The present invention accomplishes these objectives by providing a valve that can release an air/gas used to propel a projectile by a gas powered gun and reduce the failure rate of valve. This valve is made up of a valve body through which the gas flows. A valve stem which slides inside the bore of the valve body when energy is imparted on the stem from a hammer/striker. A cupseal which seals the air/gas inside the pressure chamber and keeps the valve stem from misalignment with the pressure chamber bore. A cupseal retaining device which keeps the cupseal on the valve stem. Each of these aspects is discussed in the order mentioned above.

The valve body has increased and smoother airflow from the use of a large inlet and exhaust port, a curved airflow transition path instead of a 90 degree right angle path, and a new valve stem design, which results in shorter valve open time and disruption of air/gas flow which decreases the amount of air/gas needed to flow through the valve to do the same work as before.

The valve body also has a longer nose length to increase stem-bearing surface and a tighter tolerance of the valve stem bore. This provides less valve stem movement away from the valve body centerline, and less air/gas escaping around the valve stem and nose of the valve body when in the open position. A larger valve body diameter to better fit the bore of the paintball gun and enhance valve body concentricity with the pressure chamber bore, valve return spring and valve stem. This reduces the wear on the valve and cupseal. A new O-ring seal and cupseal seating area allows more air/gas to be stacked in front of the cupseal than before so more air/gas can rush in as soon as the valve opens which shortens the time the valve must stay open.

The valve stem design has a two-stage stepped diameter. The first diameter which is the largest and fits into the valve body bore, has a groove turned into it for grease to be packed into it for better lubrication as the stem slides within the valve body bore. The smaller diameter allows for additional volume of air/gas flow through the valve body passage way.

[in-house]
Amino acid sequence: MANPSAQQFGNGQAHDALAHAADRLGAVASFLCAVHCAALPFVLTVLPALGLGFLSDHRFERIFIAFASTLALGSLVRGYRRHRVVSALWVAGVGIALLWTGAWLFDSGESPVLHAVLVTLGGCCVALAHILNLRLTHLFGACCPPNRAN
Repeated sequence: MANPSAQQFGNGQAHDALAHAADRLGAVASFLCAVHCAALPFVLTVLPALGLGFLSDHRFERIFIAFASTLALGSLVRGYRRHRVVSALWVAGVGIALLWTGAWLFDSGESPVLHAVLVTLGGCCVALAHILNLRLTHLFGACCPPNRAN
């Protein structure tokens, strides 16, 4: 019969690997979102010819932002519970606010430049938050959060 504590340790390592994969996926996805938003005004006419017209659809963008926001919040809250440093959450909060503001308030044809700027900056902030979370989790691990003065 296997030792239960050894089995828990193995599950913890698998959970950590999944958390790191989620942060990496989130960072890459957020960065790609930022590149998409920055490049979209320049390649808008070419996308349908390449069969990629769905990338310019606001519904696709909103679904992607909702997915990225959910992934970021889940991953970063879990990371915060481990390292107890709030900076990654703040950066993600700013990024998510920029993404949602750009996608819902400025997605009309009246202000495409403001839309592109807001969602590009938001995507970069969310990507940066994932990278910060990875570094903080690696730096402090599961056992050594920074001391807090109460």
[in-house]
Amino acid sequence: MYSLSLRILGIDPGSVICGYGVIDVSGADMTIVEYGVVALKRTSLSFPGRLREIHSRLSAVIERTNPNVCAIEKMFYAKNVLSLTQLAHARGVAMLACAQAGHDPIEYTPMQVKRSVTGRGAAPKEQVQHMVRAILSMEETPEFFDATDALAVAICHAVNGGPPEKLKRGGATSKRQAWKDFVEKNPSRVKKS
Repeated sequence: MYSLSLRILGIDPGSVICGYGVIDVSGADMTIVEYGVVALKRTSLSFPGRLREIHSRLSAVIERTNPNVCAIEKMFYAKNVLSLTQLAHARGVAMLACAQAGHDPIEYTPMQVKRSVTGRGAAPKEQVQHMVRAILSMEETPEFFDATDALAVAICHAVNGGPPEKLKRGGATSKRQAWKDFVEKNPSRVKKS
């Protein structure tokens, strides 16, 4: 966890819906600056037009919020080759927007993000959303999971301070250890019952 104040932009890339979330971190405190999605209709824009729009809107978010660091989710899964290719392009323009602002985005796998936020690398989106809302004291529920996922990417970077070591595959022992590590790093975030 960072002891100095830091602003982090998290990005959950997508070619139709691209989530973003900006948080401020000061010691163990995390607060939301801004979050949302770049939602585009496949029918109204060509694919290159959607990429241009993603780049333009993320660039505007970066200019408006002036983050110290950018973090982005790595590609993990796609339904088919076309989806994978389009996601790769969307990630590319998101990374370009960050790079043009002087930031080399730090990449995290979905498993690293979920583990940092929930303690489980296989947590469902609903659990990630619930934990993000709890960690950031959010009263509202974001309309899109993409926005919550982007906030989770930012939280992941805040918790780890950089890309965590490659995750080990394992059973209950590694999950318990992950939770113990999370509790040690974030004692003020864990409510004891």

The cupseal has been redesigned to perform several jobs besides sealing the air/gas in the pressure chamber. The cupseal is now made from modern materials to increase life-span over older soft materials. The cupseal now has integrated into its shape, guide legs which project from the cupseal and come in close proximity to the pressure chamber bore. Three through ten cupseal guide legs can be manufactured into the cupseal to help vary valve stem closing speed since they give more area for air to push against. The legs also help keep the stem on center-line with the valve body, pressure chamber bore and the return spring as it slides back and forth. This reduces cupseal and stem wear as the cupseal now seats flat after each opening and does not move off-center when in the open position. This also prevents the valve stem from sticking open by being pushed to one side by the return spring in the open position and altering the velocity.

The cupseal retaining device is now a separate piece from the stem and has a larger flange diameter that holds the cupseal down on the stem with more surface area when the locking collar is pressed on. This new collar prevents the cupseal from separating from the stem and causing a "blown seal" which results in failure of the valve.

BRIEF DESCRIPTION OF THE DRAWINGS

FIG. 1 is a side elevation view, partially in section and partly broken away, showing a compressed gas powered gun and the preferred embodiment of the valve in the closed position.

FIG. 2 is a view similar to FIG. 1, but showing the valve being opened by the hammer and releasing gas to propel a paintball.

FIG. 3 is a cross-sectional view of an assembled valve inside the pressure chamber and valve chamber bore with a return spring on the valve.

FIG. 4 is a cross-sectional view of the valve body.

FIG. 5 is a cross-sectional view of the valve stem.

FIG. 6 is a cross-sectional view of the cupseal retaining collar.

FIG. 7 is a frontal view of the cupseal showing the preferred embodiment of the cupseal and of the cupseal guide legs.

DETAILED DESCRIPTION OF THE INVENTION

Referring now to FIGS. 1 and 2 of the drawings, many parts of the compressed gas-powered gun are conventional; and are shown only to the extent necessary for an understanding of the present invention. Thus, the gun (10) is seen as including a main body (11) with feeder tube (12) which acts as a conventional magazine to feed fragile projectiles (P) such as paintballs, bolt (13), cocking rod (14), hammer (15), receiver (16) for the body of the gun, trigger (17), trigger guard (18), compressed gas source (19), and forward grip (20), barrel (21), and valve (22).

FIG. 1 shows the valve (22) in a closed position with hammer (15) in the cocked position and a paintball (P) loaded.

FIG. 2 shows the valve (22) opened by the hammer (15), releasing air to propel the paintball (P).

The forgoing problem is overcome by the new valve assembly of the present invention illustrated in greater detail in FIGS. 3 thru 7.